ABIT RX800 PRO
Any product coming from ABIT immediately rings bells of overclocking, but before we even get near to that topic, let's find a little more of the product at hand. The ABIT RX800 PRO is a basic RADEON X800 PRO graphics card, which does not support video capturing capabilities. TV-output is still available and has become a defacto capability of all graphics cards these days. The card itself is basically a reference design right down to the cooler, with only the ABIT sticker trying to instill some uniqueness to the product:-
The ABIT RX800 PRO graphics card with 256MB of DDR3 memory.
A close-up of the memory parts reveal that the card was outfitted with eight of these 2ns memory chips, which dictate a maximum certified operating speed of 1GHz DDR. Of course, the card is set to run the memory at a default of 900MHz DDR as with all other RADEON X800 PRO cards in this shootout.
The ABIT RX800 PRO with its box packaging.
The ABIT RX800 PRO graphics card comes in one of the neatest packaging we've seen with separate boxed compartments, just like those found in ABIT's current motherboard packages. Rounding up the contents, we have the following items:-
DVI-I to VGA adapter
S-Video to Composite converter
Component-output cable dongle
S-Video extension cable
Composite extension cable
Y-Power cable splitter
ABIT Installation and User Guides
Software: CyberLink PowerDVD 5.0
Generally, ABIT forgoes extra software but it was nice of them to supply a full retail DVD playback software from CyberLink in the RX800 PRO package. Cables and accessories were well taken care, including HDTV output cable (Component output). It's not exactly high quality, but it will suffice for basic usage and experimenting. If you plan to use HDTV output regularly and have high expectations in visual quality, it is advisable to purchase a decent set from the usual vendors in the A/V cabling business to enhance your visual experience.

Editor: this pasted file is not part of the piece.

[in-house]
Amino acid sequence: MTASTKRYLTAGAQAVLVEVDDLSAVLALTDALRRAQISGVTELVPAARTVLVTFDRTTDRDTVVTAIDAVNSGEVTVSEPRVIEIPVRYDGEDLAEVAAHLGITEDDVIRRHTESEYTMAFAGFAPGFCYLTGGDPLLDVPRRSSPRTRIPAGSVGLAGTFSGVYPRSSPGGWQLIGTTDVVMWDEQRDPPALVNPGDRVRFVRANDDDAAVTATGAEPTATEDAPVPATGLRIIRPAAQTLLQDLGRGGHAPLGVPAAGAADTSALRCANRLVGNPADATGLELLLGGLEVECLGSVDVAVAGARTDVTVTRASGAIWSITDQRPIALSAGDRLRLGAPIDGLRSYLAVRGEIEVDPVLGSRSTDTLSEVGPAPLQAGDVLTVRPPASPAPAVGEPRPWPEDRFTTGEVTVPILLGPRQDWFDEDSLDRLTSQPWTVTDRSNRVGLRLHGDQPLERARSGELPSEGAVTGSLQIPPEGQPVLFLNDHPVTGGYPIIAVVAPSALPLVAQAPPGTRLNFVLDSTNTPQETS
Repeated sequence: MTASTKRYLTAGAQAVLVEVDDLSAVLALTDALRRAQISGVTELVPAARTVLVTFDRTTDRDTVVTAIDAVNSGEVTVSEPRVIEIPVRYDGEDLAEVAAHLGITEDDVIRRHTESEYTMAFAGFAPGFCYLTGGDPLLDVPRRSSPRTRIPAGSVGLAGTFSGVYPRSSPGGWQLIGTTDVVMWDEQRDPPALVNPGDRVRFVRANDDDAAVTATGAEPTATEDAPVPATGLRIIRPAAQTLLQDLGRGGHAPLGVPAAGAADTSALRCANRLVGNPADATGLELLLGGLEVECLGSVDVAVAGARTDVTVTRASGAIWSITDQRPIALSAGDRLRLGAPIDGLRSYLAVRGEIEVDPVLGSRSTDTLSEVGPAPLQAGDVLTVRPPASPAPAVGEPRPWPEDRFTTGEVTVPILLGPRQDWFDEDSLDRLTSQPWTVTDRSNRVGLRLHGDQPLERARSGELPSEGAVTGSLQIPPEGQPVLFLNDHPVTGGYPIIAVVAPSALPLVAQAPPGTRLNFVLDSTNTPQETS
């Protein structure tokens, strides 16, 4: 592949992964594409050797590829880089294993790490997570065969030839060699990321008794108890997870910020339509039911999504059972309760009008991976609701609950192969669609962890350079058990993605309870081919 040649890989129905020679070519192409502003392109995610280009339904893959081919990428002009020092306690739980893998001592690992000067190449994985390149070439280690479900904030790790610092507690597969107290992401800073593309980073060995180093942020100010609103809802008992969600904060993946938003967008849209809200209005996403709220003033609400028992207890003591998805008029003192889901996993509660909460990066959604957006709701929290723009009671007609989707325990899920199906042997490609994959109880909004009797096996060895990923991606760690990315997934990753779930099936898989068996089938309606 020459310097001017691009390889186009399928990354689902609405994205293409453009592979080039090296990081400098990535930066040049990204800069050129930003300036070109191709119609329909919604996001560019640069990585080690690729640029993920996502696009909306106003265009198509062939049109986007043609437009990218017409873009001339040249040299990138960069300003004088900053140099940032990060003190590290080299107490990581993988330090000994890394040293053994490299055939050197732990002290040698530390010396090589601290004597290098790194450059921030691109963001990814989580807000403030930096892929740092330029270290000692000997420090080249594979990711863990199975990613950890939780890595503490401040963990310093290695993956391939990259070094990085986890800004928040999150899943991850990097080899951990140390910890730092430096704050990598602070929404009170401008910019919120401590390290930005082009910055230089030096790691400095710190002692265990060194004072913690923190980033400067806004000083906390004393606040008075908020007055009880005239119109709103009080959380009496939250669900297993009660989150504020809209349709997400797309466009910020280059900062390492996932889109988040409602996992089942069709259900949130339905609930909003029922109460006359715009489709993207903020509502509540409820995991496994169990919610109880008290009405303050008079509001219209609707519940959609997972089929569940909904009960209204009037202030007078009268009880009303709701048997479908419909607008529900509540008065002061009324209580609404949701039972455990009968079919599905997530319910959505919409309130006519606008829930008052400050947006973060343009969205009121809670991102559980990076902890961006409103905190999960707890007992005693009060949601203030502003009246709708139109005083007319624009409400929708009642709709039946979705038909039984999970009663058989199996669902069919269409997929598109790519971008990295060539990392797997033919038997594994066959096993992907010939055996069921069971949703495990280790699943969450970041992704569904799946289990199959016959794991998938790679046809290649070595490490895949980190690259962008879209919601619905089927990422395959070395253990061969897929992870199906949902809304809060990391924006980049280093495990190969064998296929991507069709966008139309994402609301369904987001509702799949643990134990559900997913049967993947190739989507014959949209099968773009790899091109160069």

The cable package is as follows, from top left to right: Y-Power cable splitter, S-Video extension cable, Composite extension cable and Component-output cable dongle. At the bottom row: S-Video to Composite converter plug, DVI-I to DB15 VGA adapter.
While the card achieved performance that was to our expectations, its display output quality wasn't quite satisfactory. Observing through our Philips Brilliance 202P4, a 22-inch professional CRT monitor, high resolutions such as 1280x1024 and 1600x1200 revealed the graphics card's inability to output a clean signal. At 1280x1024, text, icons and images were not quite as sharp and defined as the other cards in the roundup. However, that wasn't as obvious as the problem we faced at 1600x1200 where the display turned out blurry. This is perhaps the main downside for the ABIT RX800 PRO and we direct users to other solutions for those who demand pristine high-resolution output on their big screen monitors.